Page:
Cancer - the crab.  Feminine, cardinal water, ruled by the Moon.  I FEEL.  Pearl.  Silver.  Monday.  3 and 7.  Loyal.  Emotional.  Counceller.

Leo - the lion.  Masculine, fixed fire, ruled by the Sun.  I WILL.  Ruby.  Gold.  Sunday.  8 and 9.  Exuberant.  Involved.  Regal.

Virgo - the virgin.  Feminine, mutable earth, ruled by Mercury.  I ANALYZE.  Sapphire.  Mercury.  Wednesday.  5 and 3.  Conscientious.  Discriminating.  Critical.

Libra - the scales.  Masculine, cardinal air, ruled by Venus.  I BALANCE.  Opal.  Copper.  Friday.  6 and 9.  Charming.  Understanding.  Eager to Please.

Scorpio - the scorpion.  Feminine, fixed water, ruled by Pluto.  I DESIRE.  Topaz.  Plutonium.  Tuesday.  2 and 4.  Idealistic.  Determined.  Secretive.

Sagittarius - the archer.  Masculine, mutable fire, ruled by Jupiter.  I SEE.  Turquoise.  Tin.  Thursday.  5 and 7.  Optimistic.  Honest.  Confident.

Capricorn - the goat.  Feminine, cardinal earth, ruled by Saturn.  I USE.  Garnet.  Lead.  Saturday.  2 and 8.  Steady.  Serious.  Decisive.

Aquarius - the water bearer.  Masculine, fixed air, ruled by Uranus.  I KNOW.  Amethyst.  Uranium.  Wednesday.  1 and 7.  Friendly.  Curious.  Eccentric.

Pisces - the fish.  Feminine, mutable water, ruled by Neptune.  I BELIEVE.  Aquamarine.  Platinum.  Friday.  2 and 6.  Compassionate.  Romantic.  Artistic.


Mar. 20th, 2010 09:17 pm
euphonia: (Default)
Wow, it's been a long time since I journaled. Like three years. I've imported all my stuff from LJ. I think I'll make Dreamwidth home for the nonce.

We're all on here now. Yeah!!  I'll try to update what I'm doing on my own these days sometime soon. Just wanted to post something.

Ta for now.

euphonia: (Default)
Today was update the journal day. I was waaaay behind. Like, back to Samhain behind.

I've backdated everything to the date of its occurrance, so if you're interested in what I've been writing, you'll have to check back a bit. Much of the stuff is trad-locked, so there's only a few posts for non-trad types.

But now I feel ever so accomplished. Oh, and I updated my journal style and uploaded tons of new pics as well. So I feel like I've really joined the community!

Happy holidays everyone!
euphonia: (Default)
Mistral's Kiss by Laurell K. Hamilton

Ok, so it's soft-core faerie porn. I happen to like soft-core faerie porn, so as I say, bring it on.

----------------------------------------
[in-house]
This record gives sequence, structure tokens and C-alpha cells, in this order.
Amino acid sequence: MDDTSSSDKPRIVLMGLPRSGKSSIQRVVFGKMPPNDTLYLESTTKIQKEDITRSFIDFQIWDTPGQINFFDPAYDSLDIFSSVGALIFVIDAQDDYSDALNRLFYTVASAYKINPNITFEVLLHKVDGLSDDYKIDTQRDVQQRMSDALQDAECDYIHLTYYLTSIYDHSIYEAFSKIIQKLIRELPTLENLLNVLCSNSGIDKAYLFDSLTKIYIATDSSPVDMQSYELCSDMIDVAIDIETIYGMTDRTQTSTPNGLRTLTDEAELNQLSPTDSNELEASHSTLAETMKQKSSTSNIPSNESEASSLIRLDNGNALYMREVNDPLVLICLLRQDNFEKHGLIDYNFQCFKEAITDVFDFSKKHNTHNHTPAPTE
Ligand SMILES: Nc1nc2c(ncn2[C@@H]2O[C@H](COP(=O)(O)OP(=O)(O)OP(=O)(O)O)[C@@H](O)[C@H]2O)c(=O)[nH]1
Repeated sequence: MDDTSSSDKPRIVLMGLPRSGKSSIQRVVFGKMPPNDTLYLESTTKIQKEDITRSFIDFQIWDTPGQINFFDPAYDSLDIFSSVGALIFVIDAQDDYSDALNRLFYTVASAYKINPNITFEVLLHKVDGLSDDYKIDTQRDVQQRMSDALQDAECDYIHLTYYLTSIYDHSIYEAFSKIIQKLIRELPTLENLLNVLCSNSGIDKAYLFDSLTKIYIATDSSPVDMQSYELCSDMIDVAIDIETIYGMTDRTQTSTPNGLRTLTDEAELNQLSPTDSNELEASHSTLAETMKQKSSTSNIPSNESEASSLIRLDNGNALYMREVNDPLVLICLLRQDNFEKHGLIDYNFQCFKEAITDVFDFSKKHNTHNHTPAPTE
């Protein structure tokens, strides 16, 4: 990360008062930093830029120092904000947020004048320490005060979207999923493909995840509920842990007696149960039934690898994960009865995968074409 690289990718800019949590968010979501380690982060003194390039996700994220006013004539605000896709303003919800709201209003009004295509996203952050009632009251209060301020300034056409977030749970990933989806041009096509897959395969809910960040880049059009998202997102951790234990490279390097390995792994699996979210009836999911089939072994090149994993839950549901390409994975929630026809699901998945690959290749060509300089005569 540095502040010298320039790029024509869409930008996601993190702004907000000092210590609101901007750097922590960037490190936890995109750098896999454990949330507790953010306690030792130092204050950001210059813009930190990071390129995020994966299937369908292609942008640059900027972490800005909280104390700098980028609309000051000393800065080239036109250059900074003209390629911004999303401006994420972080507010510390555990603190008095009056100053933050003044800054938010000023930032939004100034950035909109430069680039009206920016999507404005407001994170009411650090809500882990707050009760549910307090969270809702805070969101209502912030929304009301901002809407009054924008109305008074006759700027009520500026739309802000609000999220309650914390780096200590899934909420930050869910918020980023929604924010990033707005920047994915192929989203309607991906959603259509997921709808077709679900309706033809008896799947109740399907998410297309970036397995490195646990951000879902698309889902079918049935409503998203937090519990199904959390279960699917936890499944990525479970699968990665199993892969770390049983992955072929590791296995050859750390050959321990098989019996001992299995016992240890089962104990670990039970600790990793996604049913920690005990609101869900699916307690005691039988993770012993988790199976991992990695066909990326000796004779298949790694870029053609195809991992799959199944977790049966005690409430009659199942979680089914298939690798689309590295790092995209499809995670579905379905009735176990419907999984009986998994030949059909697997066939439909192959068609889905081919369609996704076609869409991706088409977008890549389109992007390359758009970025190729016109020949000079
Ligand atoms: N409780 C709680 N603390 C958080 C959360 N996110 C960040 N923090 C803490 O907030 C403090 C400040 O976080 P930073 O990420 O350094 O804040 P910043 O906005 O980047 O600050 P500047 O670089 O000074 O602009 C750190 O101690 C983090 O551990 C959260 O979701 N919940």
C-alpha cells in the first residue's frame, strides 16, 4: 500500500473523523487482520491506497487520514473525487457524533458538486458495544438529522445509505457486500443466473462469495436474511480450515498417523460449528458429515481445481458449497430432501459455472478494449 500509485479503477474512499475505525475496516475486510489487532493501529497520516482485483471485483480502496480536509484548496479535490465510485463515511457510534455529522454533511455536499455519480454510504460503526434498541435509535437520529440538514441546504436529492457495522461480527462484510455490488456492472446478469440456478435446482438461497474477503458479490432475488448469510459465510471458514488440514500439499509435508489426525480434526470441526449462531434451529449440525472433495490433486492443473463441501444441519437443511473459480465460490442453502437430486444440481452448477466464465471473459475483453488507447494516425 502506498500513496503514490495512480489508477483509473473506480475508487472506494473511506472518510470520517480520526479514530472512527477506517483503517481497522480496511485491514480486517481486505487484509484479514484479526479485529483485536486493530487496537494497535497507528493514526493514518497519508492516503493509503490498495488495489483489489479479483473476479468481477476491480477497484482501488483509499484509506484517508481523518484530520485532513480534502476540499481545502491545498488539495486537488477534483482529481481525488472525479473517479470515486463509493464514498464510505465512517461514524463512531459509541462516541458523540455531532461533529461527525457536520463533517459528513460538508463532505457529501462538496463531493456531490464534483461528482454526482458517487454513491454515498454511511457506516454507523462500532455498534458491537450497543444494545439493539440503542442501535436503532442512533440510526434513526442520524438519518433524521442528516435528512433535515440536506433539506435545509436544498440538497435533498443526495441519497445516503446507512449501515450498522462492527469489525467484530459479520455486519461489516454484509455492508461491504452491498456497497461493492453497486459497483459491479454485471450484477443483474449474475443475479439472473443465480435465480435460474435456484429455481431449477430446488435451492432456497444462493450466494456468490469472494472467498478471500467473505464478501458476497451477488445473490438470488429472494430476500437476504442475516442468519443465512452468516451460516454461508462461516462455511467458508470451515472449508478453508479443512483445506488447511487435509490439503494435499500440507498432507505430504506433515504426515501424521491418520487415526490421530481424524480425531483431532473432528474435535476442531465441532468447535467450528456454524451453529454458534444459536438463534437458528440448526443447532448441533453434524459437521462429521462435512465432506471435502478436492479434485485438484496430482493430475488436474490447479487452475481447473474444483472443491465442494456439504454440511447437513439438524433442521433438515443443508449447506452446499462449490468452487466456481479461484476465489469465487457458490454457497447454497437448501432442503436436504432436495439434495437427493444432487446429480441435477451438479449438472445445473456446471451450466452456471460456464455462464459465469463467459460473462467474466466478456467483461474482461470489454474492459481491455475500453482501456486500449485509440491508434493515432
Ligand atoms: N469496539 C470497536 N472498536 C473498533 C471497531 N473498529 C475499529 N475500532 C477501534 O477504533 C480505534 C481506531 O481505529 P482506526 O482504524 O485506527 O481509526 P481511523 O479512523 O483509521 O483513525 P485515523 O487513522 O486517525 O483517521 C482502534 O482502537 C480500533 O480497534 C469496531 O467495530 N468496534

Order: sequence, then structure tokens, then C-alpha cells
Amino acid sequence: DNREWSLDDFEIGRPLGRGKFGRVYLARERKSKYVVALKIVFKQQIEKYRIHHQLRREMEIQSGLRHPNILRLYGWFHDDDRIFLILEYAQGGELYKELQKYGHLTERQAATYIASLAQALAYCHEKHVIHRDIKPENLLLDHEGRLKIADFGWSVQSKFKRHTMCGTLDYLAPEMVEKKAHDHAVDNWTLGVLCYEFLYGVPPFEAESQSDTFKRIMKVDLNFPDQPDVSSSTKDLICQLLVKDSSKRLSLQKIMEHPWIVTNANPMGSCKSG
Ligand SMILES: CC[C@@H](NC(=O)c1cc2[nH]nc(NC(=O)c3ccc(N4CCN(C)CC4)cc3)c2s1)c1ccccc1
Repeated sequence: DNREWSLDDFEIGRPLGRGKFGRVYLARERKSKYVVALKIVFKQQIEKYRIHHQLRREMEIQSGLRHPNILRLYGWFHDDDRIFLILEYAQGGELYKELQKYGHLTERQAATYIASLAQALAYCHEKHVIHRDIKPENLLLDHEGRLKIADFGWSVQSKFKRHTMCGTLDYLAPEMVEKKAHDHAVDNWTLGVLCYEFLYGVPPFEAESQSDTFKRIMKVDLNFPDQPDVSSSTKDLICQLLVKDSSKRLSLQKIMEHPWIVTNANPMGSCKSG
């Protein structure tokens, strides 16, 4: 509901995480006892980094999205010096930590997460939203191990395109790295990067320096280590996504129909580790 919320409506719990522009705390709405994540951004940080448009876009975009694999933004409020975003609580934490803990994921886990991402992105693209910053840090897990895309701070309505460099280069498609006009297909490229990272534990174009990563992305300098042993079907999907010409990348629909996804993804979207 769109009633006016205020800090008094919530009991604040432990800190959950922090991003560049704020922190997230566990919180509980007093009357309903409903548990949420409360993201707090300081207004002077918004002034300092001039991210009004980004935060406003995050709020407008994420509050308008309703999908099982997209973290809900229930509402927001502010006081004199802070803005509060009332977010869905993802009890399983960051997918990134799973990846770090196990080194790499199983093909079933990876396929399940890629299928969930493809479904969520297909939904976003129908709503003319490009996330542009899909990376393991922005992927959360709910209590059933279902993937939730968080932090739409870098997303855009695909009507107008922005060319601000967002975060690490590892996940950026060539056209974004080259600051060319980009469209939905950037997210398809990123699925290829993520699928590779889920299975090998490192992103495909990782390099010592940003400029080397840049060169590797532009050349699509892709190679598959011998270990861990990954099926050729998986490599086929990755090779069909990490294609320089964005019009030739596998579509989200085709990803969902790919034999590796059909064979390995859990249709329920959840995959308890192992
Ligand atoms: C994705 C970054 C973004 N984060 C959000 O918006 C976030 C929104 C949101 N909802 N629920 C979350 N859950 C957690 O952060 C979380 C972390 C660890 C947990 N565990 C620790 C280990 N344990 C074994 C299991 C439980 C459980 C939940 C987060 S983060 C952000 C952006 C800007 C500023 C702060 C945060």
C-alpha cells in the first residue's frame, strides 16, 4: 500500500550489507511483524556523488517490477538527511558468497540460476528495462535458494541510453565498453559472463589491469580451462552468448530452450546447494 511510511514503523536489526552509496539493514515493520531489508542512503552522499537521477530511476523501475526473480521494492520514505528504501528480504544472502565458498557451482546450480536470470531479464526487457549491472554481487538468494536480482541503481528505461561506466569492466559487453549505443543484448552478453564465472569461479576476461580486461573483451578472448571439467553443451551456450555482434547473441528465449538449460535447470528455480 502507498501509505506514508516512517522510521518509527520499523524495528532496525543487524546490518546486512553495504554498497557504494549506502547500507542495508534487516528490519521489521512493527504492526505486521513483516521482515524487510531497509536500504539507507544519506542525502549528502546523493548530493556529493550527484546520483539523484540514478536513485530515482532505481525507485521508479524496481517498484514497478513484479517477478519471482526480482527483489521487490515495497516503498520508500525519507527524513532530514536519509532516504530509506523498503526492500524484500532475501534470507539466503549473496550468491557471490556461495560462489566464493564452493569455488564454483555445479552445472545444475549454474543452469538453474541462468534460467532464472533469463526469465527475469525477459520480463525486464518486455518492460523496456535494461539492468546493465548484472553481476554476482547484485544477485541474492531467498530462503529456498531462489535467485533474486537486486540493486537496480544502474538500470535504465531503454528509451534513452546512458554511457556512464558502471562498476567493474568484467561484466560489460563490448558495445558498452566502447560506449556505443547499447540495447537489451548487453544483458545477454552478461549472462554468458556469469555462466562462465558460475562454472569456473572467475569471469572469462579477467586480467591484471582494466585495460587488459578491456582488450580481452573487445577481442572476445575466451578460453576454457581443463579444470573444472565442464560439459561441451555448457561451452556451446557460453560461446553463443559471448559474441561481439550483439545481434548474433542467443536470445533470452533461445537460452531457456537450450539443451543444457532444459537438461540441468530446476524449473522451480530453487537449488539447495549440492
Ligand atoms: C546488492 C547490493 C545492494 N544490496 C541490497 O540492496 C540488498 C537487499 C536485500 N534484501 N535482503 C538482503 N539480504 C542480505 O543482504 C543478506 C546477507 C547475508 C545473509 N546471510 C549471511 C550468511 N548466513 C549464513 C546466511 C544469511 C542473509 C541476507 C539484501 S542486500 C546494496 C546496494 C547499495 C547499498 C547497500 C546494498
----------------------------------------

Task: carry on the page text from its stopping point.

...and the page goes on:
For what it is, it's not a bad book. The biggest problem I had with it is that it's not enough. Barely 250 pages. I literally read it in a day, and was left wanting more. For a hardcover book, that's not so great. The book was essentially 2 extended scenes. Yeah, and ok, both of them included sex. But really, for Meredith she was pretty tame in this book. Only three actual sex partners.

At least the sex has become more plot-related. Now it's all about waking the powers of the fey. But I can't help feeling that she's stretching this story out way more than it needs. And of course there's the complaints about all the impossibly pretty guys she hangs with, and how everyone she sleeps with suddenly falls for her, but hey, it's romantic fantasy.

I just wish that if she wants to write 100+ page sex scenes, she'd manage to have more than one or two of them per book. I may like soft-core faerie porn, but I'm only willing to pay so much to get my next fix.
euphonia: (Default)
One of the most promising and most frustrating books I've read lately.  Promising because the world is obviously deep and well-fleshed out, the characters are fully drawn and engaging, the plot complex and intruiging.  In short it has all the hallmarks of a truly amazing work.

Frustrating because my favorite character spends the majority of the book insane, and it really gets old after a while.  And because while it's obviously a well-drawn world, the author doesn't make the slightest attempt to explain anything for the reader, which means you spend a lot of the book trying to figure out things like septads and decads and what the map might look like if you actually understood it, how the magic really works, and how the various governments relate to each other, etc.  I have no doubt the author knows, and that I will eventually figure it out, but usually readers are offered a few more clues.  And finally, most frustrating because the whole book is really a set-up for events that will take place in later books that I now have to go out and buy, because despite the fact that the characters occassionally nearly drove *me* crazy, I want to know what will happen to them. 

The next book is The Virtu, and it's out in hardcover.  The final book is Mirador and it's out next October.  I have a feeling I won't want to wait that long, but I'm looking forward to a book where Felix isn't running screaming from his shadow more than half the time.  Just the glimpse of him we got at the end of the book is almost enough to make me run out and buy the second book in hardcover right now.  :-)
euphonia: (Default)
Best news I've gotten this holiday season.  Wouldn't it be amazing if it actually worked?
euphonia: (Default)